# Projectile Motion

Reference > Science > Physics > Study Guide > Unit 4: Kinematics 2 - Motion in Curved Lines## Introduction

So far in our study of motion we have considered only motion along a straight line. Now that we have been introduced to vectors, it is time to examine several kinds of motion in curved lines. There are several kinds of curved line motion which occur commonly in nature which are simple enough for a beginning high school physics class to study. First we will examine the motion of a projectile such as batted ball or a cannon ball. The second type of curved line motion we will examine is the motion of an object in a circular path at a constant speed. Closely related to this is the motion of a satellite. The third type of motion is not truly motion in a curved line but is so closely related that it will be studied here. It is a particular kind of back and forth motion called simple harmonic motion. Each will be described in turn and sample problems will be solved for each kind of motion.

## Projectile Motion

When an object is projected into space (thrown, batted or shot) in such a way that it moves up and down under the influence of gravity at the same time it moves horizontally, we call the motion projectile motion. The path that the object follows is called its trajectory. In solving projectile motion problems we will assume that the object is moving slowly enough for us to neglect air friction and Iisnear enough to the surface of the earth for us to consider the acceleration of gravity to be a constant.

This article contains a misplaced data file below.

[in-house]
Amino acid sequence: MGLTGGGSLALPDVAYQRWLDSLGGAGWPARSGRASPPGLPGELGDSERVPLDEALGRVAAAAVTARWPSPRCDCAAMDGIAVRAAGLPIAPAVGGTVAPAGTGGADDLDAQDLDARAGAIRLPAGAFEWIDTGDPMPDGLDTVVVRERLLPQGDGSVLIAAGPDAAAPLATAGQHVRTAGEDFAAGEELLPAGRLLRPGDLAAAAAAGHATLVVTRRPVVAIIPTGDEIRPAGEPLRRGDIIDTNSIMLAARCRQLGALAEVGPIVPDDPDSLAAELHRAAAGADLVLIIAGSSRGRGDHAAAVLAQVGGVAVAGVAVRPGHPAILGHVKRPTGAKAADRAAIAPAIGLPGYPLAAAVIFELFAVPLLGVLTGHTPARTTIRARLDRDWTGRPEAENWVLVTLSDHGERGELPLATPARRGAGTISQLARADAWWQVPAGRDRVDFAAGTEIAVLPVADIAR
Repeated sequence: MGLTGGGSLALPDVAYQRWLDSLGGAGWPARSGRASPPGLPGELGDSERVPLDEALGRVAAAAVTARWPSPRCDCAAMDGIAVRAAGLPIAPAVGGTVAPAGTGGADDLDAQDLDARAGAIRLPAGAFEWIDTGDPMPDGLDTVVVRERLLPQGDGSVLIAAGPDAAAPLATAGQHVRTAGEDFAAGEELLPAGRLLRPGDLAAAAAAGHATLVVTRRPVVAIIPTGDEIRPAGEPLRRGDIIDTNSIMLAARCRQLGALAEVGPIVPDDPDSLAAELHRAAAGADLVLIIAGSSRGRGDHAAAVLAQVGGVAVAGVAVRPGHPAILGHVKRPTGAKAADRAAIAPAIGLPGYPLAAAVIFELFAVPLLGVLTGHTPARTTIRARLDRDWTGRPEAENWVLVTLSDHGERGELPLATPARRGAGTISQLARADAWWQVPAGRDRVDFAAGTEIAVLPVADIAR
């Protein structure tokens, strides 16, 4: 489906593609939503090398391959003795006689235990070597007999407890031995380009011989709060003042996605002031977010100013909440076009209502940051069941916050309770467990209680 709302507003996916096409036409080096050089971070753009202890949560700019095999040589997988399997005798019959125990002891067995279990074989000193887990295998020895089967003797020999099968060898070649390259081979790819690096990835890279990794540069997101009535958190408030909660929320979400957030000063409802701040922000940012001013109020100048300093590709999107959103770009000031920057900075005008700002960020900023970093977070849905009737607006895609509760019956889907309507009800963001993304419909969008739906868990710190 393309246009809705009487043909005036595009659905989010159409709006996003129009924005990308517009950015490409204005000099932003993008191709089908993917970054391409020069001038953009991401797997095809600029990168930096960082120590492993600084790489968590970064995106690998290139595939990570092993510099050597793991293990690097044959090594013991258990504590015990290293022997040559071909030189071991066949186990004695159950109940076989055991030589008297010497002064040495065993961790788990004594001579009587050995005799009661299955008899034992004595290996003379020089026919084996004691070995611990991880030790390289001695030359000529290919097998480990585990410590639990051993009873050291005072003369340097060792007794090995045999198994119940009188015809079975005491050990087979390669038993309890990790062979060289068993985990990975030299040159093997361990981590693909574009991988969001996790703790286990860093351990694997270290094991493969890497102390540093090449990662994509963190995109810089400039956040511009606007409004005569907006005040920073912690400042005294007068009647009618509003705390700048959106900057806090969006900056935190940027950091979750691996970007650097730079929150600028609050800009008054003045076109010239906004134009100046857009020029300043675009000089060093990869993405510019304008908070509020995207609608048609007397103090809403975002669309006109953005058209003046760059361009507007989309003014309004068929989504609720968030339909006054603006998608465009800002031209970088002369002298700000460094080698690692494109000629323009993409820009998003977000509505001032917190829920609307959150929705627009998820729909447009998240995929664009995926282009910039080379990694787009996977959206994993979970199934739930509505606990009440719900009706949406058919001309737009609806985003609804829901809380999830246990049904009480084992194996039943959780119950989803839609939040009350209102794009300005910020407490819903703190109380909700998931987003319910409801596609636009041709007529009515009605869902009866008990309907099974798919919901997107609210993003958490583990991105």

Before going any further review the sections in chapter 1 where an object is moving vertically up and down under the influence of gravity and the related problems . Be sure you can break a vector into components. Review any sections and problems in chapter 3 that relate to this. If you are having major difficulties with this old material you will have a great deal of difficulty with projectile motion.

To simplify the motion of an object moving in a trajectory we will break its motion up into two motions, vertical and horizontal. These motions can then be considered more or less independently or each other. The vertical motion is a uniformly accelerated motion with a downward motion of 9.8^{2}

Read the problem carefully and determine the initial conditions. If the object has an initial motion which is neither horizontal nor vertical the first step is to determine the horizontal and vertical components of the initial velocity. Make a list giving all known conditions and any quantity desired for both vertical and horizontal motion. This will require two separate lists much as for the two object problems studied in chapter 1. Some of the variables for the vertical and horizontal motion will be related. For example, the time that the object will be in its trajectory is the same for both vertical and horizontal components of its motion. Express any unknown quantities as variables.

Use the equations for uniformly accelerated motion from chapter 1, equations 1 through 6, to find the value of any unknown quantity. It may be necessary to solve a system of equations to determine the unknown quantities.

##

Sample Problem #1

A boy standing on the roof of Oxford Hills High School, 8m above the lawn, throws a ball horizontally at a speed of 25## Sample Solution #1

_{i}

^{2}

_{f}

_{i}Δt +

^{2}

ΔX = 0 +

^{2}

Therefore Δt = 1.28sec

Now use this time and the information for the horizontal motion to find the horizontal distance moved.

ΔX = 25(1.28)

ΔX = 32m

_{f}= V

_{i}+ aΔt

V

_{f}= 0 + 9.8(1.28)

V

_{f}= 12.5m/sec

Now sketch a vector diagram showing the vertical and horizontal components of the final velocity.

^{Figure 4.1.1}

^{2}= 12.5

^{2}+ 25

^{2}

R = 27.9